In Mia St. John's world, when you get knocked down, you get back up.
The California boxing legend and five-time world champion ended her career with a 49-19-2 record, but her most heartbreaking loss happened outside of the ring.
Her son Julian, a compassionate street artist whose schizophrenia led to periods of homelessness, committed suicide a few days before Thanksgiving in 2014. His death sent St. John to a dark place where she considered taking her own life, but a chance encounter with a homeless man inspired her to create a boxing space in Julian's honor.
"All I wanted to do was be with my son. All I wanted to do was just go find him and be his mother, and so taking my life was the only option I thought I had," St. John said.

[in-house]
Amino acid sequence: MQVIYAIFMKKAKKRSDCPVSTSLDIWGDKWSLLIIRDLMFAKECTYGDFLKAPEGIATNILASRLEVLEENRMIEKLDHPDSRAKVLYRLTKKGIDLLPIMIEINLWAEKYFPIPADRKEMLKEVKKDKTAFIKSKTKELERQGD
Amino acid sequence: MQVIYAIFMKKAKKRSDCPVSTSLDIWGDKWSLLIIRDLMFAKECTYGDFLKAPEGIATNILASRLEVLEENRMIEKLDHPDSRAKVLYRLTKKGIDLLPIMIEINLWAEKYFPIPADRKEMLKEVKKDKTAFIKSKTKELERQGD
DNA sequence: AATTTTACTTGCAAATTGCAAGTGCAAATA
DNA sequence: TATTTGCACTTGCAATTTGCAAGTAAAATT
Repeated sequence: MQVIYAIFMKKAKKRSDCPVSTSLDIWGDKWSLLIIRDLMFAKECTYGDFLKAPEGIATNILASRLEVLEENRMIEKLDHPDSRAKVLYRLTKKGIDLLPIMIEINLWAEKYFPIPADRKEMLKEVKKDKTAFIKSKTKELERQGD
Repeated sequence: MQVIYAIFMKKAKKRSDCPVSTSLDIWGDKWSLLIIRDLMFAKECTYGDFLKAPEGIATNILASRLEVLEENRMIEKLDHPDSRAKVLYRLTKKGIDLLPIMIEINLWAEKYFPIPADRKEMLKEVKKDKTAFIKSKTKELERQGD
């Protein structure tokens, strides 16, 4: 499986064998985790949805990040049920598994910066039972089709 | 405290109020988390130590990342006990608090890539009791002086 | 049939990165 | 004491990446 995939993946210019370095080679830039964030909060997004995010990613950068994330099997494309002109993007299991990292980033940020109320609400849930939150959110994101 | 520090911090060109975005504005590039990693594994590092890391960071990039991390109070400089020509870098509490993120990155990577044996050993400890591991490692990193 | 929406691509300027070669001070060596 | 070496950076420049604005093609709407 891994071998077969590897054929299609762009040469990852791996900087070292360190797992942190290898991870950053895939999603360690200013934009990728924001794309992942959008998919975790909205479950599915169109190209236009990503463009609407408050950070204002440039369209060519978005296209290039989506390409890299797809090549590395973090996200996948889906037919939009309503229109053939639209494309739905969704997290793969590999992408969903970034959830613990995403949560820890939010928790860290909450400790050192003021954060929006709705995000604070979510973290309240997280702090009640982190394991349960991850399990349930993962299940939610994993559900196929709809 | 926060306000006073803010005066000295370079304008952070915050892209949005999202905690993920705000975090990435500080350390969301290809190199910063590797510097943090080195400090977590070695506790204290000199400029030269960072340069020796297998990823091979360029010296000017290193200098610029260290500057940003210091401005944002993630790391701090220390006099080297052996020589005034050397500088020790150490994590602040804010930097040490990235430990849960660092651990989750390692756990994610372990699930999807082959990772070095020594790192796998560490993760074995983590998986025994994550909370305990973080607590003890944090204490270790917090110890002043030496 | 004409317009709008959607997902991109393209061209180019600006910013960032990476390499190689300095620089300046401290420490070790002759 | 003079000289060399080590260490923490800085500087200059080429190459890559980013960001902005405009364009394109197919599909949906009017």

On the day she planned to end her life, she met a homeless man named Nate who changed everything.
"Finally one day I was so distraught and I was thinking, today will be the day I take my life. And I saw Nate looking at me and I just stopped and looked at him. I said, Are you OK,' and he said 'Yeah, but I could sure use a polar pop,'" St. John recalled.
Nate's humor broke her inner struggle and reconnected her with Julian's compassion for the homeless — he used to remind his mother that homeless people were just like him.
"What [Nate] probably didn't know was that he saved my life that day because I realized that was my son coming to me and telling me, 'I'm still here,'" St. John said.
She invited Nate and others from a homeless shelter in Palm Springs to sparring lessons. With the help of her daughter Paris, she later converted Julian's nearby art studio into a free, non-contact boxing space for the homeless.
"I just wanted to make such a difference in the way that I couldn't make for my brother because it was already too late," Paris said.
Participants said the program offers an escape from their problems and gives them a place to heal.
"You're not stuck in your head, you're not worrying about problems or things you have — for that moment, you're just focusing on what you're doing," said one student, named Thomas.